The National Gallery of Australia acquired Tom Roberts’s (1856–1931) easel.
London’s Garden Museum acquired an album of photographs taken by garden designer Gertrude Jekyll in 1885 and 1886.
The National Gallery of Art received a $30-million “challenge grant” from the Andrew W. Mellon Foundation. The museum must raise $45 million from private sources following the Foundation’s initial gift of $15 million in order to receive the full grant amount.
The Guggenheim Museum‘s conservation department received a $3 million endowment grant from the Andrew W. Mellon Foundation.
The Nevada Museum of Art received a $1.5 million endowment from its trustee, John Deane.
The Shaker Museum | Mount Lebanon received a gift of Shaker pieces collected by Ellsworth Kelly and his husband Jack Shear.
The Frances Lehman Loeb Art Center at Vassar College acquired Gustave Moreau’s “Hercules and the Stymphalian Birds” (ca. 1872).
Rashid Rana was appointed artistic director of the 2017 Lahore Biennale — Pakistan’s first-ever biennale.
Emma Lavigne was appointed curator of the 14th Biennale de Lyon.
Francesca Lavazza, a board member of the Lavazza Group, was elected to the Guggenheim Museum’s board of trustees.
The Museum of Modern Art promoted Sarah Suzuki to curator in the department of drawings and prints.
DJ Hellerman was appointed curator of arts and programs at the Everson Museum of Art.
Tony Ageh was appointed chief digital officer at the New York Public Library.
Jeffrey Deitch will reopen his former Deitch Projects space at 18 Wooster Street — currently occupied by the Swiss Institute — in August.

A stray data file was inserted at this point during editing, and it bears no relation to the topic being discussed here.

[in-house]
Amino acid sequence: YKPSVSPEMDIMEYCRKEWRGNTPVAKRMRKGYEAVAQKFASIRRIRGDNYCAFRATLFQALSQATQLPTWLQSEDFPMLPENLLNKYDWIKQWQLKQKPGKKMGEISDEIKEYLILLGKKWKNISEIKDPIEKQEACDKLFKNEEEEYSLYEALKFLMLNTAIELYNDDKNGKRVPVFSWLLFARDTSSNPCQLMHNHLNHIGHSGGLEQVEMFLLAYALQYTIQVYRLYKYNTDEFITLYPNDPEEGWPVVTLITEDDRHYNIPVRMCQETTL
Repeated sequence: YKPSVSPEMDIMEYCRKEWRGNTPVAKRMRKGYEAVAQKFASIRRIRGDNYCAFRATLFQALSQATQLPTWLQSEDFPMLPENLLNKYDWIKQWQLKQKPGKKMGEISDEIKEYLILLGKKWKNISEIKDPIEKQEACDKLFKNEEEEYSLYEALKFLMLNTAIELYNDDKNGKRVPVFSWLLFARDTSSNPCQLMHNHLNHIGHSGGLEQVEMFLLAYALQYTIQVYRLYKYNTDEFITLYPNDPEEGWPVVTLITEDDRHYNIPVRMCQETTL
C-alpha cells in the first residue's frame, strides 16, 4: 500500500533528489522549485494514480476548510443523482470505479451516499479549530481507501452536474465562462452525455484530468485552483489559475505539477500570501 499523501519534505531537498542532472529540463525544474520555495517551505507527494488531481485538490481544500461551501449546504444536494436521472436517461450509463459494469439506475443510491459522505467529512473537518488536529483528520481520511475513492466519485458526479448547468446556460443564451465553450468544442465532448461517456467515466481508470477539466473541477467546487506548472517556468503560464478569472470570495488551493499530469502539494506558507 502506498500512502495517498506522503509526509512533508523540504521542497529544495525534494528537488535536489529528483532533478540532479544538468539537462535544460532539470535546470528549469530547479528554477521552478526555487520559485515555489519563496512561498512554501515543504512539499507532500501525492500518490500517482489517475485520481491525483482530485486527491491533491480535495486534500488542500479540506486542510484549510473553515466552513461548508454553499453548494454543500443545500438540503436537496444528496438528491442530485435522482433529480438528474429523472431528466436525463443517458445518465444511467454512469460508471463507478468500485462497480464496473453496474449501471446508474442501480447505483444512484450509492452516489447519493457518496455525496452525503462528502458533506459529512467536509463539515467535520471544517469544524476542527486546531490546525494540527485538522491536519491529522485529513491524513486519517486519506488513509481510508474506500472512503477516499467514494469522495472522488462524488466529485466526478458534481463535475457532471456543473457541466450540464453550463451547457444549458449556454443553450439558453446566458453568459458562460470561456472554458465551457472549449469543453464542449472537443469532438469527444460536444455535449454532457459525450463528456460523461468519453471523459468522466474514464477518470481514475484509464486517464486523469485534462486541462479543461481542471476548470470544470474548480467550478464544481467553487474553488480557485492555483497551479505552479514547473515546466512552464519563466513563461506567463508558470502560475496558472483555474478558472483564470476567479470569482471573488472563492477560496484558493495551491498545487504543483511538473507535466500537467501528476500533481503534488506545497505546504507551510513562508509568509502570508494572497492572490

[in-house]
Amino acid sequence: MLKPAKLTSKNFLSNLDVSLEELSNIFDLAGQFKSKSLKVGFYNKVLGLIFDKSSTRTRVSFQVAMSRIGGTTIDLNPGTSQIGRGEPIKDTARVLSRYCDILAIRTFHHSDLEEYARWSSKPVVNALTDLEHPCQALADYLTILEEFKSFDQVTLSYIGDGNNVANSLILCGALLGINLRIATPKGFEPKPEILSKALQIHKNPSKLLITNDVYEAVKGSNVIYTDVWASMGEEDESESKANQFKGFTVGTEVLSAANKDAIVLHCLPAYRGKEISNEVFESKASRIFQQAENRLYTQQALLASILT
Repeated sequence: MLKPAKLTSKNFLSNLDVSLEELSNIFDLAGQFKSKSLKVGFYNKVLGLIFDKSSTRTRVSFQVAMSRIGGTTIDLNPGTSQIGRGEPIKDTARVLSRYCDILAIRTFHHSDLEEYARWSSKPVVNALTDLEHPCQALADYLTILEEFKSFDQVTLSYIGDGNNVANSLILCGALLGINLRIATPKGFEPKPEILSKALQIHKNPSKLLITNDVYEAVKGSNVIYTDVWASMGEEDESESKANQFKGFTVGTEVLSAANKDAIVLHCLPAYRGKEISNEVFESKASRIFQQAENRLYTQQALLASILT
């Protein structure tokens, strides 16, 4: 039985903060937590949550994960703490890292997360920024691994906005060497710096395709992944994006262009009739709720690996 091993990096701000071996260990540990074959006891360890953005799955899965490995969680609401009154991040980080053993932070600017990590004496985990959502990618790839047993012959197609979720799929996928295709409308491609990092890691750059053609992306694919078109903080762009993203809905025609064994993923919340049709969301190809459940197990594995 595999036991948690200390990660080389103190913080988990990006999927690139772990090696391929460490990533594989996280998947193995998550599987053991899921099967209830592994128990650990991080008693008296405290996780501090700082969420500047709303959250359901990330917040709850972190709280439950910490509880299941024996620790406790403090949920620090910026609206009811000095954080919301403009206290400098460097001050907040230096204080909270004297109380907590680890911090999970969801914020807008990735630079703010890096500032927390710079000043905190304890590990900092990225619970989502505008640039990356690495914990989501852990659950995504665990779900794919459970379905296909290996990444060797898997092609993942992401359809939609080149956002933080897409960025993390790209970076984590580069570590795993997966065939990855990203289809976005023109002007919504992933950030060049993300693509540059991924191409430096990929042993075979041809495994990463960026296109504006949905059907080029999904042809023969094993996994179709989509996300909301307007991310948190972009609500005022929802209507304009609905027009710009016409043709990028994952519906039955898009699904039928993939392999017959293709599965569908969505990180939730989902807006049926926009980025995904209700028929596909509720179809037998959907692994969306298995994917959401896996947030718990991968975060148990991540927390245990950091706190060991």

Joseph Nahmad will open a new gallery space in London on June 9.
Artists William Cordova and Wangechi Mutu are part of a seven-member “Artistic Director’s Council” advising Prospect 4’s curator, Trevor Schoonmaker.
New York bookseller and gallery Karma relocated to a temporary storefront at 38 Orchard Street.
Arts East New York will relocate to a larger space on Livonia Avenue in April.
Amy Sherald won first prize in the 2016 Outwin Boochever Portrait Competition for her painting of Baltimore baker Krystal Mack.
Gideon Mendel was awarded the Pollock-Krasner Foundation’s inaugural Prize for Creativity.
[email protected] announced the COLLIDE International Award, a residency program for artists at both CERN (the European Organization for Nuclear Research, Geneva) and FACT (Foundation for Art and Creative Technology, Liverpool). The deadline for applications is May 23.
Faena Art launched an open call for the 2016–17 Faena Prize for the Arts. Proposals should “engage with the concept of time and duration while also interacting with the monumental architecture of the Faena Art Center in a significant way.” Online applications must be submitted by August 10.
Sylvia Anderson (1927–2016), producer. Co-creator of Thunderbirds (1965–66).
Asa Briggs (1921–2016), historian.
Anita Brookner (1928–2016), art historian and novelist. Won the 1984 Booker Prize for her fourth novel, Hotel du Lac.
Sir Peter Maxwell Davies (1934–2016), composer. Master of the Queen’s Music.
Keith Emerson (1944–2016), musician. Keyboardist for Emerson, Lake & Palmer.
Hilary Putnam (1926–2016), philosopher.
Naná Vasconcelos (1944–2016), percussionist.